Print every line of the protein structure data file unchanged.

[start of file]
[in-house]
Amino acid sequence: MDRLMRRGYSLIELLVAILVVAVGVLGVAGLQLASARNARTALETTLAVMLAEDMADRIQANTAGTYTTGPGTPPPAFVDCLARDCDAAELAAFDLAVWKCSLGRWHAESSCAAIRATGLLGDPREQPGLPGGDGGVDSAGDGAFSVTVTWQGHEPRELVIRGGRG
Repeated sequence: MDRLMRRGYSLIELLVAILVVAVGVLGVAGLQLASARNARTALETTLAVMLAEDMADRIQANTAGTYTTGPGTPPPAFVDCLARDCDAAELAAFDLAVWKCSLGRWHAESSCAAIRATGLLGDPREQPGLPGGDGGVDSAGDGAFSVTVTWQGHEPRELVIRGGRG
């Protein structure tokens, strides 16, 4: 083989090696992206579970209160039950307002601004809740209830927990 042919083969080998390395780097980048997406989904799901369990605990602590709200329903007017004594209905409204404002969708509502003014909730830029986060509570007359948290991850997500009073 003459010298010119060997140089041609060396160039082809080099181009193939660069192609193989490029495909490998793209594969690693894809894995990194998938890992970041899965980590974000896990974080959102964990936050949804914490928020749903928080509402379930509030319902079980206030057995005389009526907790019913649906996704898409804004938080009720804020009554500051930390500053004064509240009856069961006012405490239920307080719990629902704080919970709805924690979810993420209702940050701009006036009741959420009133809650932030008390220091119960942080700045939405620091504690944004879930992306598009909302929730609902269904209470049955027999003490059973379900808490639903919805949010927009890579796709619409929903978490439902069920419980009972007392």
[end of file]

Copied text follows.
[in-house]
Amino acid sequence: MDRLMRRGYSLIELLVAILVVAVGVLGVAGLQLASARNARTALETTLAVMLAEDMADRIQANTAGTYTTGPGTPPPAFVDCLARDCDAAELAAFDLAVWKCSLGRWHAESSCAAIRATGLLGDPREQPGLPGGDGGVDSAGDGAFSVTVTWQGHEPRELVIRGGRG
Repeated sequence: MDRLMRRGYSLIELLVAILVVAVGVLGVAGLQLASARNARTALETTLAVMLAEDMADRIQANTAGTYTTGPGTPPPAFVDCLARDCDAAELAAFDLAVWKCSLGRWHAESSCAAIRATGLLGDPREQPGLPGGDGGVDSAGDGAFSVTVTWQGHEPRELVIRGGRG
């Protein structure tokens, strides 16, 4: 083989090696992206579970209160039950307002601004809740209830927990 042919083969080998390395780097980048997406989904799901369990605990602590709200329903007017004594209905409204404002969708509502003014909730830029986060509570007359948290991850997500009073 003459010298010119060997140089041609060396160039082809080099181009193939660069192609193989490029495909490998793209594969690693894809894995990194998938890992970041899965980590974000896990974080959102964990936050949804914490928020749903928080509402379930509030319902079980206030057995005389009526907790019913649906996704898409804004938080009720804020009554500051930390500053004064509240009856069961006012405490239920307080719990629902704080919970709805924690979810993420209702940050701009006036009741959420009133809650932030008390220091119960942080700045939405620091504690944004879930992306598009909302929730609902269904209470049955027999003490059973379900808490639903919805949010927009890579796709619409929903978490439902069920419980009972007392």